John A. Dahlgren (1809-1870) was born in Philadelphia to the Swedish consul in the city and joined the U.S. Navy as a midshipman in 1826. After working on the coastal survey from 1834, he was promoted to ordnance officer in 1847 and stationed at the Washington Navy Yard. He founded the U.S. Navy's ordnance department and made major advances in gunnery. During the Civil War, President Abraham Lincoln promoted Dahlgren to captain and made him chief of the Bureau of Ordnance. Promoted to Rear Admiral in February 1863, Dahlgren took command of the South Atlantic Blockading Squadron, where he worked with General Quincy A. Gillmore on the siege of Charleston and with General William T. Sherman on the capture of Savannah in December 1864. After the war, he commanded the South Pacific Squadron from 1867 to 1869, before returning to the Washington Navy Yard.

William W. H. Davis (1820-1910) was born in Pennsylvania and graduated from Norwich University in Vermont in 1842. He served as a professor at a military academy in Virginia and studied law. He served in the Mexican War and returned to Doylestown, Pennsylvania, where he practiced law for five years. From 1853 to 1857, he held several government offices in the Territory of New Mexico and published the Santa Fe Gazette in Spanish and English for two and a half years. After returning to Pennsylvania, he purchased the Doylestown Democrat newspaper. When the Civil War began, he recruited and served as the colonel of the 104th Pennsylvania Volunteer Infantry. In February 1864, he commanded the garrison on the northern end of Morris Island, south of the entrance to Charleston harbor. For service there, he was breveted brigadier general, and he mustered out in September 1864. After the war, he returned to managing and editing his newspaper and speaking and writing on historical subjects.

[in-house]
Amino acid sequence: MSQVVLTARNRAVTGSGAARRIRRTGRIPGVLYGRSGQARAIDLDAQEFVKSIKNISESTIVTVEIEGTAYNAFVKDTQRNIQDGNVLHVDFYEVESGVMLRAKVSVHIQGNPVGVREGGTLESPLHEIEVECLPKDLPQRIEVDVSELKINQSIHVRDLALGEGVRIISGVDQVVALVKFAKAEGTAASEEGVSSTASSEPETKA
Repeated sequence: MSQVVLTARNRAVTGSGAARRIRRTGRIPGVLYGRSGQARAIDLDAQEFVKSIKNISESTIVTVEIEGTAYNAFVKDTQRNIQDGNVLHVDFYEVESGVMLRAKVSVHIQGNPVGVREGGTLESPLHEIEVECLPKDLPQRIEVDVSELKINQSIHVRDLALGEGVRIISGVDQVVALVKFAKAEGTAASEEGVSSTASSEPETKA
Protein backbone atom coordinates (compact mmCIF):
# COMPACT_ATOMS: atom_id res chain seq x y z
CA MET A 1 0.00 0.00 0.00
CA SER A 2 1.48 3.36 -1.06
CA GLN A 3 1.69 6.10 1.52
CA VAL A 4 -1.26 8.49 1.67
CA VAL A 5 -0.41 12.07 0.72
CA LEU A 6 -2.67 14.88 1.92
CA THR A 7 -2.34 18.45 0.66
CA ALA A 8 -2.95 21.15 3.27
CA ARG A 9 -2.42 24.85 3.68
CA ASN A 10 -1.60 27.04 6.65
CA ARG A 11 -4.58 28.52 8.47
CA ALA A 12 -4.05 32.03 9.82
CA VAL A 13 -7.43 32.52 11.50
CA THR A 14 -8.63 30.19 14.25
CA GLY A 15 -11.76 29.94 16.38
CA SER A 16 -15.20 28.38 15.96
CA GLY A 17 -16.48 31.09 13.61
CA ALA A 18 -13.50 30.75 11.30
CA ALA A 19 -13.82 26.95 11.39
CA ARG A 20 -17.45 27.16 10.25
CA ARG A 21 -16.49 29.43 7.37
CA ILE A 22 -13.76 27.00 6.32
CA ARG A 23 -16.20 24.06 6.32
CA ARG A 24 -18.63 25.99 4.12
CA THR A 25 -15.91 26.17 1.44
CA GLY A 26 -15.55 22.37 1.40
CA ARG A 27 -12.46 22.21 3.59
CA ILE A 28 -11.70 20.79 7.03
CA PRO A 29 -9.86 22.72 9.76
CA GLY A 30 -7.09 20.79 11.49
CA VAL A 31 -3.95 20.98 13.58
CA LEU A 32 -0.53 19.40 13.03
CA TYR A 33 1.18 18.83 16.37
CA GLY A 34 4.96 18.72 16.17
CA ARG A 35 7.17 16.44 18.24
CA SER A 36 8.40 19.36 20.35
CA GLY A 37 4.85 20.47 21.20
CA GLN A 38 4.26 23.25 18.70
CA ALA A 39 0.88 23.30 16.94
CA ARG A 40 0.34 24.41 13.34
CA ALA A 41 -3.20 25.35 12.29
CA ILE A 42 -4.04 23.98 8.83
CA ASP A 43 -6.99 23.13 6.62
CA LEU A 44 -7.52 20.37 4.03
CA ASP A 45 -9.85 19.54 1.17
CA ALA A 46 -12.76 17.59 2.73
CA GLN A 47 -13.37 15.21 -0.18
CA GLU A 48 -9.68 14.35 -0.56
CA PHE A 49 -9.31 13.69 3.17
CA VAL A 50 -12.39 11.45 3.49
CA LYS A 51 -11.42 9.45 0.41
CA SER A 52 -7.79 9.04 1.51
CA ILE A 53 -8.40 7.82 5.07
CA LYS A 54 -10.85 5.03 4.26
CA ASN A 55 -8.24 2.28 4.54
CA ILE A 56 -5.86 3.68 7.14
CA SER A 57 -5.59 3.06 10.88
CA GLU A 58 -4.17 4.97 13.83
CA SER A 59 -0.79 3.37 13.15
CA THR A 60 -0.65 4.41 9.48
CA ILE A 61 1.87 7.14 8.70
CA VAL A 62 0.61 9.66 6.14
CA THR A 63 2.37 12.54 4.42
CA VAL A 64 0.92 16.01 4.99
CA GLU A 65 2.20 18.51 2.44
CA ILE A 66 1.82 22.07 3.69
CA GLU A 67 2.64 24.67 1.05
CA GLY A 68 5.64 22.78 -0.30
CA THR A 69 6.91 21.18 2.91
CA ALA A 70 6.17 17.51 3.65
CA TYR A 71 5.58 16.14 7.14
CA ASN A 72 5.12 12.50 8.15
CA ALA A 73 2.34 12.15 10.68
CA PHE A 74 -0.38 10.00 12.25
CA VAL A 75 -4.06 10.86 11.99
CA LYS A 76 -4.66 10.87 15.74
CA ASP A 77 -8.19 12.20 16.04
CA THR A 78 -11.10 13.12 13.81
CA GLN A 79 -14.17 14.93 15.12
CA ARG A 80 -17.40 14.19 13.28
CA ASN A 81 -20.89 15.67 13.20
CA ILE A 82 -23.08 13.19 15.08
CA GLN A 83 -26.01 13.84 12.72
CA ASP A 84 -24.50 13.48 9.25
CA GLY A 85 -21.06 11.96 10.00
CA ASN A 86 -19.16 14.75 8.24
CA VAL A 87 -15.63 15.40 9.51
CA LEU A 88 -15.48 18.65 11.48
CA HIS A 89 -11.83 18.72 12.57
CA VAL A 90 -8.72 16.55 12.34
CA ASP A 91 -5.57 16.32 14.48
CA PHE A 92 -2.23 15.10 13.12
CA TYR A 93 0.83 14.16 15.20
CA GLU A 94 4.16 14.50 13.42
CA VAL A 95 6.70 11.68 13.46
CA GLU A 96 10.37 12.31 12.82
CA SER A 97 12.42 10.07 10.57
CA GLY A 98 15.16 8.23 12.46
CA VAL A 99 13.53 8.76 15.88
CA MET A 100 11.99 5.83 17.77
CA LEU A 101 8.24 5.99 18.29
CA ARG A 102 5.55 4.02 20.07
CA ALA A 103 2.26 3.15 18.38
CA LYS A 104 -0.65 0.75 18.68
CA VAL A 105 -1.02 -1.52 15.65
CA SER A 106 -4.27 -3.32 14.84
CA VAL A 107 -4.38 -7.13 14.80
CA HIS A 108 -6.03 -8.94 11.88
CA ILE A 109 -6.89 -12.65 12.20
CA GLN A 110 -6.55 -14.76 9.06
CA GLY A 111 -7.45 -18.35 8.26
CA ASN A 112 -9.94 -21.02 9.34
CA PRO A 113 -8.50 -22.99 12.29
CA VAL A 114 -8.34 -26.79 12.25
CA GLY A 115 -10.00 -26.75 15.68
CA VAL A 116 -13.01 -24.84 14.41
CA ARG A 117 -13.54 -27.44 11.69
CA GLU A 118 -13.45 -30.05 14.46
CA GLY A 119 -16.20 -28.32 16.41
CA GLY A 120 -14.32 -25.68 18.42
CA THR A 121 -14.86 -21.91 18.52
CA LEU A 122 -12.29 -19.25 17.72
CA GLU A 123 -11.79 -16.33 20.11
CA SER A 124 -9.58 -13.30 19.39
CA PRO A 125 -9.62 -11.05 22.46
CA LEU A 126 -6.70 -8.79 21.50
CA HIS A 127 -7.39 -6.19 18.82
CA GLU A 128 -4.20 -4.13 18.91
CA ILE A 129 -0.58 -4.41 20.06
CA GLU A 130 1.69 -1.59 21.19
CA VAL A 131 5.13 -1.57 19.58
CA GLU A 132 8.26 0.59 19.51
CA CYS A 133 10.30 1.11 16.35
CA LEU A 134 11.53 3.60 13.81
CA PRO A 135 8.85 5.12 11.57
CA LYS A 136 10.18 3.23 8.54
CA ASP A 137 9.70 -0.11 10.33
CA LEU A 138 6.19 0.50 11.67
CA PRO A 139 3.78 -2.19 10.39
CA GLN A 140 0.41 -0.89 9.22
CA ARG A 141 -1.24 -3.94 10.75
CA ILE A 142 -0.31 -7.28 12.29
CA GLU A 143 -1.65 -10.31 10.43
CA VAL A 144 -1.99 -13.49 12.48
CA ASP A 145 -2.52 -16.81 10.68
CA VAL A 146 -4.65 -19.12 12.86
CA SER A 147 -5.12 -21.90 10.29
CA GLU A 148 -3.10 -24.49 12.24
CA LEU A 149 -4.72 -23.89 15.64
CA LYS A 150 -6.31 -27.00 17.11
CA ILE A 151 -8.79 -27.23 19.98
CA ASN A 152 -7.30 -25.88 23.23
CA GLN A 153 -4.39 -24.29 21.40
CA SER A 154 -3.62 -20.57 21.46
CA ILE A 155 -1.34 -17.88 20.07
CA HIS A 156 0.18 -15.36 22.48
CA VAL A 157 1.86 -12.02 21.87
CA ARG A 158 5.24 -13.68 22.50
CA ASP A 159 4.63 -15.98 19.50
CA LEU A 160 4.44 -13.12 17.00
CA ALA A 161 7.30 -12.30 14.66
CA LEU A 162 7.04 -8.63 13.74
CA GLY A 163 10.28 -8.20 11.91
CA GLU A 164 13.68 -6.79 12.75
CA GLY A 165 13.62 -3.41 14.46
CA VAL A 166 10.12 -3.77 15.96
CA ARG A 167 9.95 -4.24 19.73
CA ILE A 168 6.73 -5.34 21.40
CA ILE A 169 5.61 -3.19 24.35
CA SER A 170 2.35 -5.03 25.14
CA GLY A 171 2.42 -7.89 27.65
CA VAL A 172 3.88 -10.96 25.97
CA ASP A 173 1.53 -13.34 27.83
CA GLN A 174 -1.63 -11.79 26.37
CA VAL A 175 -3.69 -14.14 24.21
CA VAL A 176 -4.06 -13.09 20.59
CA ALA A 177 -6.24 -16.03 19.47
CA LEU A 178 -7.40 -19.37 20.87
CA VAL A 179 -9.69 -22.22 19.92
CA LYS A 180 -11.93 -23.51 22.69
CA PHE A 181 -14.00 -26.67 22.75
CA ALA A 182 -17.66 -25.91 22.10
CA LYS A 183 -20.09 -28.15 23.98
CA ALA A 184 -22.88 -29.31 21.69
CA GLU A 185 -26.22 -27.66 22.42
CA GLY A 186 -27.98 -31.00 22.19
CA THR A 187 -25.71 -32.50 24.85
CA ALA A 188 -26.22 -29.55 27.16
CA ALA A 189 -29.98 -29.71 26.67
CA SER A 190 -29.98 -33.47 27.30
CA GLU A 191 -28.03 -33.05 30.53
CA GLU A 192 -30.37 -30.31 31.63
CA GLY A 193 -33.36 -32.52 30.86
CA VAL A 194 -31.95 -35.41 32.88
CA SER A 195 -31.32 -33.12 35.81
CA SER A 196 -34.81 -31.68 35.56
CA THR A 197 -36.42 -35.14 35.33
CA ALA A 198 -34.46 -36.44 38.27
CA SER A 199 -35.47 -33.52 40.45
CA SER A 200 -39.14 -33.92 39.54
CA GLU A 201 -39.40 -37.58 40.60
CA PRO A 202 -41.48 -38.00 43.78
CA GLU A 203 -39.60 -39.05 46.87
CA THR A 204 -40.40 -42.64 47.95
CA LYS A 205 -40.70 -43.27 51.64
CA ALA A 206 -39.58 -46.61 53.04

This item comes with a Certificate from John Reznikoff, a premier authenticator for both major 3rd party authentication services, PSA and JSA (James Spence Authentications), as well as numerous auction houses.